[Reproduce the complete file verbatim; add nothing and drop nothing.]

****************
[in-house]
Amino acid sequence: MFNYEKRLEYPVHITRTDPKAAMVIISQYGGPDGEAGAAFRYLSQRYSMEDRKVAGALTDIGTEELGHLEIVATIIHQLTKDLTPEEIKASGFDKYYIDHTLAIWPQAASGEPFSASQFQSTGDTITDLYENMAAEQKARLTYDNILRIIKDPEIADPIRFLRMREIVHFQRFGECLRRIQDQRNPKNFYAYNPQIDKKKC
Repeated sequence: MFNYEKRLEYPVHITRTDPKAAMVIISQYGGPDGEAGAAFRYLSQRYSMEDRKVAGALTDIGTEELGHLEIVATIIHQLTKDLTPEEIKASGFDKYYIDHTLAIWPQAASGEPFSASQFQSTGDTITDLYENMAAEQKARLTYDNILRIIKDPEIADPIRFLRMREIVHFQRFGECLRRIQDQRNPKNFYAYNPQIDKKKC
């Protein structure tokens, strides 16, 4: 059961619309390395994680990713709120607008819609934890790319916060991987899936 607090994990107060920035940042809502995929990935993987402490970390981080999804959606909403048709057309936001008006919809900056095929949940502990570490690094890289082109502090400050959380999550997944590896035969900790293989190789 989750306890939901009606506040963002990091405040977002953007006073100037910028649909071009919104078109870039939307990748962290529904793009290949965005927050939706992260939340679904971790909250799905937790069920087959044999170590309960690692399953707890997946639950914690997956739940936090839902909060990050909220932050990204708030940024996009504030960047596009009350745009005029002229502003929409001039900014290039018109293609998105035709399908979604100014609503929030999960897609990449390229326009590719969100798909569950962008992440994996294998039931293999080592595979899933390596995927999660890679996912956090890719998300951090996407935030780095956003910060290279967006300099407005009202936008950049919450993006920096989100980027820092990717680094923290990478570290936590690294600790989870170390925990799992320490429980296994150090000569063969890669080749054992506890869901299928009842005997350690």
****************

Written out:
[in-house]
Amino acid sequence: MFNYEKRLEYPVHITRTDPKAAMVIISQYGGPDGEAGAAFRYLSQRYSMEDRKVAGALTDIGTEELGHLEIVATIIHQLTKDLTPEEIKASGFDKYYIDHTLAIWPQAASGEPFSASQFQSTGDTITDLYENMAAEQKARLTYDNILRIIKDPEIADPIRFLRMREIVHFQRFGECLRRIQDQRNPKNFYAYNPQIDKKKC
Repeated sequence: MFNYEKRLEYPVHITRTDPKAAMVIISQYGGPDGEAGAAFRYLSQRYSMEDRKVAGALTDIGTEELGHLEIVATIIHQLTKDLTPEEIKASGFDKYYIDHTLAIWPQAASGEPFSASQFQSTGDTITDLYENMAAEQKARLTYDNILRIIKDPEIADPIRFLRMREIVHFQRFGECLRRIQDQRNPKNFYAYNPQIDKKKC
């Protein structure tokens, strides 16, 4: 059961619309390395994680990713709120607008819609934890790319916060991987899936 607090994990107060920035940042809502995929990935993987402490970390981080999804959606909403048709057309936001008006919809900056095929949940502990570490690094890289082109502090400050959380999550997944590896035969900790293989190789 989750306890939901009606506040963002990091405040977002953007006073100037910028649909071009919104078109870039939307990748962290529904793009290949965005927050939706992260939340679904971790909250799905937790069920087959044999170590309960690692399953707890997946639950914690997956739940936090839902909060990050909220932050990204708030940024996009504030960047596009009350745009005029002229502003929409001039900014290039018109293609998105035709399908979604100014609503929030999960897609990449390229326009590719969100798909569950962008992440994996294998039931293999080592595979899933390596995927999660890679996912956090890719998300951090996407935030780095956003910060290279967006300099407005009202936008950049919450993006920096989100980027820092990717680094923290990478570290936590690294600790989870170390925990799992320490429980296994150090000569063969890669080749054992506890869901299928009842005997350690």